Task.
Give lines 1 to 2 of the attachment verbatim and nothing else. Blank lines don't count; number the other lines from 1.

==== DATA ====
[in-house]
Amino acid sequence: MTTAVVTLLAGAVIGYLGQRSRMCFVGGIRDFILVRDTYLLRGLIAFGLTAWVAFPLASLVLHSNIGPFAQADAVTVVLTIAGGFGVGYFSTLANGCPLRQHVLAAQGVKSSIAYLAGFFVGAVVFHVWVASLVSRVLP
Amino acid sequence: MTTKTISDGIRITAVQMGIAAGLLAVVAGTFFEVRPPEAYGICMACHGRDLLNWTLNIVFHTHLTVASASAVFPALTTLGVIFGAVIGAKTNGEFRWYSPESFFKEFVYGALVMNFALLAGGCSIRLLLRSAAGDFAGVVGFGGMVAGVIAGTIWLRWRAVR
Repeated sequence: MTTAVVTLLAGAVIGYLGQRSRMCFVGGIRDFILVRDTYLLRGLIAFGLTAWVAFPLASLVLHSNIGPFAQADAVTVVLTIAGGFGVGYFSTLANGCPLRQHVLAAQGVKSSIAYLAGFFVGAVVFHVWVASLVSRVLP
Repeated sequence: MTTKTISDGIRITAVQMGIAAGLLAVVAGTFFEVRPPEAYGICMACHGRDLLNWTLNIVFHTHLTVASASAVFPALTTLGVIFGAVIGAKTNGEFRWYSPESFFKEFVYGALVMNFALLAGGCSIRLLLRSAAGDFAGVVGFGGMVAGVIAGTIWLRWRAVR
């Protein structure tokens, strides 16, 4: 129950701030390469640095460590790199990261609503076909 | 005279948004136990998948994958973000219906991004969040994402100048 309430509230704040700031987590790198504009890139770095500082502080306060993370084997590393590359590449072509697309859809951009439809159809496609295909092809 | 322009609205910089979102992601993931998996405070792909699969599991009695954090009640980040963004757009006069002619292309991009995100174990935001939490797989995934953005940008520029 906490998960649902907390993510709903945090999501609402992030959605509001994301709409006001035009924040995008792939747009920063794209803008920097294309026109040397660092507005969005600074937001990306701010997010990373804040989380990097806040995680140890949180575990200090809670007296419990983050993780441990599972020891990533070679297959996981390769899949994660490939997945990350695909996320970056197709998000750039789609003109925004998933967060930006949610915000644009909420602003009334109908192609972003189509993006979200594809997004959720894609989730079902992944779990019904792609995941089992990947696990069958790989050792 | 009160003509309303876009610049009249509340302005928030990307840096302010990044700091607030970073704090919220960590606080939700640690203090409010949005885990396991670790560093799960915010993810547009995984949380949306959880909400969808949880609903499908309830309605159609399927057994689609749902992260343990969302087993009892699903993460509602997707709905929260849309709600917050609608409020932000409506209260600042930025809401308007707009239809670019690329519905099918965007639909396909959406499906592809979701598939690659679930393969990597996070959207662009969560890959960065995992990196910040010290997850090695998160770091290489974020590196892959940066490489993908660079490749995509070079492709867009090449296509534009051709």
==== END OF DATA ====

[in-house]
Amino acid sequence: MTTAVVTLLAGAVIGYLGQRSRMCFVGGIRDFILVRDTYLLRGLIAFGLTAWVAFPLASLVLHSNIGPFAQADAVTVVLTIAGGFGVGYFSTLANGCPLRQHVLAAQGVKSSIAYLAGFFVGAVVFHVWVASLVSRVLP